Why the death of Windows Live may save Microsoft

Windows Live DeadAlthough technologically capable, the Windows Live brand has come to represent all that is wrong with Microsoft’s sprawling corporate ethos: A name that was supposed to unify an entire set of disparate products instead confused and annoyed users to its own detriment. Now that the grand experiment in branding and technology is finally coming to an end, perhaps Redmond can learn from its mistakes.

In a blog post earlier this month Microsoft’s President of Windows, Steven Sinofsky, explained that although Windows Live products are some of the most popular in the world — Hotmail, for instance, is the world’s #1 web email service, Messenger is the leading instant messaging application, and SkyDrive, Microsoft’s online file storage software, maintains over 170 million active users — the products simply did not live up to the hopes of Microsoft’s development and marketing teams. In fact, it seems to us that some of these applications thrived in defiance of Microsoft’s misguided attempts to dump all of its products into a single brand.

In Sinofsky’s words, Live “did not meet our expectations of a truly connected experience.  Windows Live services and apps were built on versions of Windows that were simply not designed to be connected to a cloud service for anything other than updates, and as a result, they felt “bolted on” to the experience.” He continued to elaborate on the inherent frustrations of the branding, explaining that “The names we used to describe our products added to that complexity: we used “Windows Live” to refer to software for your PC (Windows Live Essentials), a suite of web-based services (Hotmail, SkyDrive, and Messenger), your account relationship with Microsoft (Windows Live ID), and a host of other offers.” Anyone who has ever had to navigate the labyrinthine process of signing in to a Microsoft service will surely appreciate this acknowledgment from the head of Windows — it’s like Fidel Castro admitting that communism may not have been the best idea. 

The birth of Live

But the bones of Windows Live were healthy ones. The name originated with the hugely popular Xbox Live network, a sophisticated and game-changing (pun intended) service that continues to let gamers play each other over a broadband connection, unlock performance achievements, and download exclusive content. As a brand, it was a homerun: It truly was “live” in that you could literally speak to your opponent in real time as you delivered that fatal headshot in Halo. And the technology that backed it up was sound, offering few outages and generally great service.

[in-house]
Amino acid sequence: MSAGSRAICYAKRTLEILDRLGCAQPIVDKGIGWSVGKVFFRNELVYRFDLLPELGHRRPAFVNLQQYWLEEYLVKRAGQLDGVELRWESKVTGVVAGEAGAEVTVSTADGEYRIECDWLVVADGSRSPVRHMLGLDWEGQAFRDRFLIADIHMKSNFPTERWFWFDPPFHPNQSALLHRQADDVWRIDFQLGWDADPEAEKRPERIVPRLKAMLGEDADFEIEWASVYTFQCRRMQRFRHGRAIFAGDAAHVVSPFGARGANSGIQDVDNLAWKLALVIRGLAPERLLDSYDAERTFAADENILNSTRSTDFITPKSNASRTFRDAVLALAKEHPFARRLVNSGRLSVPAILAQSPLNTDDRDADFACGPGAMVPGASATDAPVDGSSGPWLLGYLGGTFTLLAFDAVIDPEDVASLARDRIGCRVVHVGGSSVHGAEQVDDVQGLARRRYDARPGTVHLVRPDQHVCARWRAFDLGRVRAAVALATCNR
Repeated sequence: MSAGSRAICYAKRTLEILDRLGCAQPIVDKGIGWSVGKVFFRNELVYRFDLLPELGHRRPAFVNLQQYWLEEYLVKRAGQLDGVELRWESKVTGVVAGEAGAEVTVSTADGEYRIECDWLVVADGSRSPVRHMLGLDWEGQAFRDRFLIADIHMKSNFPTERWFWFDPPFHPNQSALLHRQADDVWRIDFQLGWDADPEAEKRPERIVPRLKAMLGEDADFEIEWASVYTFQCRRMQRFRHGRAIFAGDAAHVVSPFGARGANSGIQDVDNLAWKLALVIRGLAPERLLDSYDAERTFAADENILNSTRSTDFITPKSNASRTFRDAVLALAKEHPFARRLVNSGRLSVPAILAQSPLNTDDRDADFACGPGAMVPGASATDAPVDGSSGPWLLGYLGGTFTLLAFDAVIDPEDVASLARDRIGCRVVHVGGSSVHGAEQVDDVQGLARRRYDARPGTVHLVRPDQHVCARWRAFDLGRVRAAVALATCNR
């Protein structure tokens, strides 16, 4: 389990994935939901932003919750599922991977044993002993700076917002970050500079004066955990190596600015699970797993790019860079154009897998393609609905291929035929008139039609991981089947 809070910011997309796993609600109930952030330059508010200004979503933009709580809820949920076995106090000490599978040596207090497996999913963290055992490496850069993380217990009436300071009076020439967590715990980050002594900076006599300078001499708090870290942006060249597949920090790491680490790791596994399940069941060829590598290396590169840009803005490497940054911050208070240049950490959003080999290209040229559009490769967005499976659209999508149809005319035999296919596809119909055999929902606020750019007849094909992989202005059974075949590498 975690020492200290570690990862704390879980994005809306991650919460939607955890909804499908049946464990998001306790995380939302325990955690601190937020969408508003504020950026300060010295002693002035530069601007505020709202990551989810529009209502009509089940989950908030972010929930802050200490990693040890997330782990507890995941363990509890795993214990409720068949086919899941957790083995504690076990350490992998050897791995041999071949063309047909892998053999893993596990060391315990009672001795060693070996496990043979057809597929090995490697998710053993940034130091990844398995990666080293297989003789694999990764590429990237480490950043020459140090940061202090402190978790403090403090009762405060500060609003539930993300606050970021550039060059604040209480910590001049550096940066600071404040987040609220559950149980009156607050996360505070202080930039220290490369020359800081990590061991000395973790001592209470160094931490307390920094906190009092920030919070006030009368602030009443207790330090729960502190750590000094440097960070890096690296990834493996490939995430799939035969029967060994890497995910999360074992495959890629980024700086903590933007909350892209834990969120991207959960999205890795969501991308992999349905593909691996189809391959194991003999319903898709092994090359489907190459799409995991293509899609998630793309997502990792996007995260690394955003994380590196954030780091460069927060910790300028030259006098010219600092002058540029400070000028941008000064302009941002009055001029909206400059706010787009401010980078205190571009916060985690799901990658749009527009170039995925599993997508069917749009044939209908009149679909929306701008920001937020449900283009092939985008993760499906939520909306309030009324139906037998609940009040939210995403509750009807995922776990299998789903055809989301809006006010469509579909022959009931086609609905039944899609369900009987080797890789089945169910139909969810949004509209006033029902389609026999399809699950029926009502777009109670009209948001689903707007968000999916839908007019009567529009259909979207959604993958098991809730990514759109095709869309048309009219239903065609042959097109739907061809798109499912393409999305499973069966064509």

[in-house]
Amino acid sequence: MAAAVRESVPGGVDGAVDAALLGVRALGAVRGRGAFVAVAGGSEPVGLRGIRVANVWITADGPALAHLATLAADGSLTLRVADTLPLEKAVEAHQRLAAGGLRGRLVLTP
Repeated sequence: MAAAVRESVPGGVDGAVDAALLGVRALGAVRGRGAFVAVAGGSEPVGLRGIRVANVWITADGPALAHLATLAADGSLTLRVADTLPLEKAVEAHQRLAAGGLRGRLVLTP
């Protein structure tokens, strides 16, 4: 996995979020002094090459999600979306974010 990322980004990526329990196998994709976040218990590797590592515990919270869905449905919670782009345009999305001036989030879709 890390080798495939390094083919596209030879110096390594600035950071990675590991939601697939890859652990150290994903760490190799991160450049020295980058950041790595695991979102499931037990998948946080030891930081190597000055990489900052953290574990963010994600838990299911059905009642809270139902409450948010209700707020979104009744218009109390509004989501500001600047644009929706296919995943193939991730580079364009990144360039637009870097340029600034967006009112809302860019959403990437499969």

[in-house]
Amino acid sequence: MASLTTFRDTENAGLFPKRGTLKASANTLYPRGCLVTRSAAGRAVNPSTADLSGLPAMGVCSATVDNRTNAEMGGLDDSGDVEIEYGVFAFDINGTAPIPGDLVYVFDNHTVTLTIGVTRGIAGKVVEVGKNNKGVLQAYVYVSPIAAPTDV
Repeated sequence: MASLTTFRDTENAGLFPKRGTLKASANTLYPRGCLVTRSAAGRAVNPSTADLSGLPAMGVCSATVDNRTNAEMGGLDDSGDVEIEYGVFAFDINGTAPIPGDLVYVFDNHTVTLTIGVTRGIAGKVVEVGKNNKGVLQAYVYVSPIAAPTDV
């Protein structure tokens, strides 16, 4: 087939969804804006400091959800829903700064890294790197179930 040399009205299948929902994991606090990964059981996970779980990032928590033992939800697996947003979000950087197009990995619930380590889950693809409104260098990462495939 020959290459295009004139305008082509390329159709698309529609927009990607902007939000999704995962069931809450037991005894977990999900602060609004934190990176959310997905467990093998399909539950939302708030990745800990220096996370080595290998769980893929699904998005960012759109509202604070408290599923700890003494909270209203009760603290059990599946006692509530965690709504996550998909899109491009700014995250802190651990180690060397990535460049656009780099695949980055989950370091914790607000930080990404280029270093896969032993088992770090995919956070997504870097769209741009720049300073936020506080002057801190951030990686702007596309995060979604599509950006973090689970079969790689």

It was when Microsoft sought to capitalize on Xbox Live’s success that the aura began to fade. According to Randall Stross of The New York Times, the new branding decision was announced by Bill Gates at a news briefing in 2005, with the ambition to “make Windows, Office and Xbox further come alive for our customers at work, home and play.” The name has since been added to a throng of core Windows components, such as Windows Live Photo Gallery, Movie Maker, Mail, Messenger, Messenger Companion (??), Family Safety, and the ahead-of-its-time Windows Live Mesh. But the name also belongs to online services, where it at least initially made more sense: Windows Live SkyDrive, Hotmail, ID, Calendar, Contacts — in fact it seemed at one time that every product from the smallest incremental update to the largest development-heavy innovation on which the company’s success hinged, had the word “live” tacked on, further muddying the already turbid waters. For a full list of Live products, we’ll refer you to the Wiki page, but be forewarned — it’s like trying to uncover a hidden code in plain English: All the words are there, but they make little sense.

Ultimately, Microsoft is choosing to streamline its services approach just as it has simplified its user interface for the highly anticipated next iteration of Windows. Gone will be multiple account sign-ins — a single Microsoft Account will work across all the company’s online products, including Xbox. And taking a page from Apple, a Microsoft Account will also automatically enroll you in a bevy of cloud-based services, such as Calendar, Contact List, Mail, and thankfully, storage, which will keep the SkyDrive nomenclature.

Although some pundits have knocked Windows 8 for its outwardly simplified approach to user interface, we think it’s time Microsoft learned from the errors of its past: Simple isn’t a bad thing, especially when it comes to services that users need and love. Windows 8 isn’t getting rid of anything, it’s just going to do a better job of implementing the things we use the most. And it may give Microsoft the kick it needs to remain competitive in a world of devices with only one button. Microsoft has always been a company with great developers and groundbreaking products, but it has never really had or needed the marketing unity to make those visions shine like Apple or Google. As long as Redmond’s corporate impulses are kept in check, Windows 8 will be a success, and a step in the right direction. Rest in peace Windows Live, but we won’t miss you.